There is another element in all this that you should be aware of. Each of the eBook stores specify the format(s) for your book and it's usually a single format per bookstore. Even though there are only a few formats, epub, epub3, mobi, pdf, etc., each eReader device may add extensions to those formats. If you publish a book so that it appears beautifully on one reader it may look terrible on another. So firstly, its prudent to be a simple as possible in your formatting for eBooks so that it will look reasonable on ALL devices. You will also need software to create these formats if you chose to create the files yourself. Secondly, the formats seem to be morphing as the technology matures. New features are always being added and while the change is slow and backward compatibility is almost essential, the future is unclear in this regard. I definitely don't want to have to keep up with adjustments in file formats at various bookstores! Wouldn't it be great is someone managed all this hassle for you?

Smashwords to the Rescue!

Smashwords does exactly that. It's not the only player in the aggregated distribution market but it's by far the biggest. Smashwords will distribute to Amazon, Apple, nook, Kobo, Scribd and a host of others including the Baker and Taylor library network. Perfect! Smashwords will sell your book on their site and return 85% to you or 60% if your book is sold on one of their distribution partner sites. Even though that may cost me 5%-10% at some eBook stores, the convenience, reach and that fact that they are managing the eBook formats sounds like a great deal to me. They also allow you to sign up and exclude the distribution to Apple or Amazon while maintaining all the other channels if that's what you wish to do. I signed up to Smashwords for distribution to everyone except Amazon, as Amazon are the largest retailer and I'd make 70% direct vs. the 60% from Amazon through Smashwords.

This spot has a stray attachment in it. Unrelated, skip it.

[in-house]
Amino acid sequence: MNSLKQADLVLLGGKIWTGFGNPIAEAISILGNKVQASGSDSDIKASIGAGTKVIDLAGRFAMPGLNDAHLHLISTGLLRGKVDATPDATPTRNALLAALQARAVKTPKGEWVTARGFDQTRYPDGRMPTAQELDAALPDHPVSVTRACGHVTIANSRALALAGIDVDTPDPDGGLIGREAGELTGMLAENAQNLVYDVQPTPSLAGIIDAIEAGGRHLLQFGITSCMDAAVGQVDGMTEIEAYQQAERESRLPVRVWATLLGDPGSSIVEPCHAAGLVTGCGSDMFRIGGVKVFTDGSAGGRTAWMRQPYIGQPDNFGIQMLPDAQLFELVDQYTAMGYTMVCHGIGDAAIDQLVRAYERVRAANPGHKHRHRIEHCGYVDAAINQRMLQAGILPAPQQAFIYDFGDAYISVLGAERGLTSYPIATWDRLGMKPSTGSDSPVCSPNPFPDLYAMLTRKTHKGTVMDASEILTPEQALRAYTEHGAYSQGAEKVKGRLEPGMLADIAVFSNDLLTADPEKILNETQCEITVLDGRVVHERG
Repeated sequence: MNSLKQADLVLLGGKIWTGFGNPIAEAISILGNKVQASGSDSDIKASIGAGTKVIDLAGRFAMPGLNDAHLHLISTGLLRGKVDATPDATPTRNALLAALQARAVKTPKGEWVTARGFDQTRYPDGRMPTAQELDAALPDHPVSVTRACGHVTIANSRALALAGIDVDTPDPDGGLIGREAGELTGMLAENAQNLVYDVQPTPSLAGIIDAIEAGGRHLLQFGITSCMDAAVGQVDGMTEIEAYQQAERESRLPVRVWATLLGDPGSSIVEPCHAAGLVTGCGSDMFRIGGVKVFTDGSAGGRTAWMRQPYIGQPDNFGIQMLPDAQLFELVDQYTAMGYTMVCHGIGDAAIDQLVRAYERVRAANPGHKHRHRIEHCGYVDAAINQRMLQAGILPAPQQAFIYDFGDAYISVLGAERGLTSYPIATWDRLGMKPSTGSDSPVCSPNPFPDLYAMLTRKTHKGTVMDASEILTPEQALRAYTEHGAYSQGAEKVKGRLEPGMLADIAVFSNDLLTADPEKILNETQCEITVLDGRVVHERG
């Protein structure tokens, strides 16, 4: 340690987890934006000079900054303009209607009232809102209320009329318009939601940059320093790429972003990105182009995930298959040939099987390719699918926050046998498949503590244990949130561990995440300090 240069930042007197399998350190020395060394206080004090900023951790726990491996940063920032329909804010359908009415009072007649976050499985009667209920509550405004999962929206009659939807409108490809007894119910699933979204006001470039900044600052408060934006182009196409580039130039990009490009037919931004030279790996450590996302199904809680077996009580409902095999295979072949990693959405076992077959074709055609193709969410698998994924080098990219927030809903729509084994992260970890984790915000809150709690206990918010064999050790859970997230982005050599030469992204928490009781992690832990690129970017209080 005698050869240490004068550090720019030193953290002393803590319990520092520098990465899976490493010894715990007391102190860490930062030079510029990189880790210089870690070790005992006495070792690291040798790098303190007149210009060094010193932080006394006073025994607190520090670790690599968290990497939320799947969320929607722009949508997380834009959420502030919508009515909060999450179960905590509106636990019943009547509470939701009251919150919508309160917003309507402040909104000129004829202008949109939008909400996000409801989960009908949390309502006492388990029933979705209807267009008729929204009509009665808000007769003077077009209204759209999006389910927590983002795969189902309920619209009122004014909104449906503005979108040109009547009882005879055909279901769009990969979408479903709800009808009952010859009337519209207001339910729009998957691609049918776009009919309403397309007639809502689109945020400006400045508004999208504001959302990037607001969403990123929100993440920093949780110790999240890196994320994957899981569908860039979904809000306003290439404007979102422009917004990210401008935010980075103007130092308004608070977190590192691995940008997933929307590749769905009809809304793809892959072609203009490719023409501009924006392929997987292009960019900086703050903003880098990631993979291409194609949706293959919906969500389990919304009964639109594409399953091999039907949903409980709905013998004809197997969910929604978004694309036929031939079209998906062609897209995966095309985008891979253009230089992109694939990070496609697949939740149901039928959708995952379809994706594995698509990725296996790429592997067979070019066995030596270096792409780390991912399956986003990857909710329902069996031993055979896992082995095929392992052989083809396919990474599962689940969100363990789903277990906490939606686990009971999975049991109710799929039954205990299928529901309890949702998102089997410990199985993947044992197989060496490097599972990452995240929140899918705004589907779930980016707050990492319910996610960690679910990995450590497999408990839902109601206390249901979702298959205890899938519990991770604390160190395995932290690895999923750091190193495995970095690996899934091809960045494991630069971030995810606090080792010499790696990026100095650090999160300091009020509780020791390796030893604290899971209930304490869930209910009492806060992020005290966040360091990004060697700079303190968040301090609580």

Print On Demand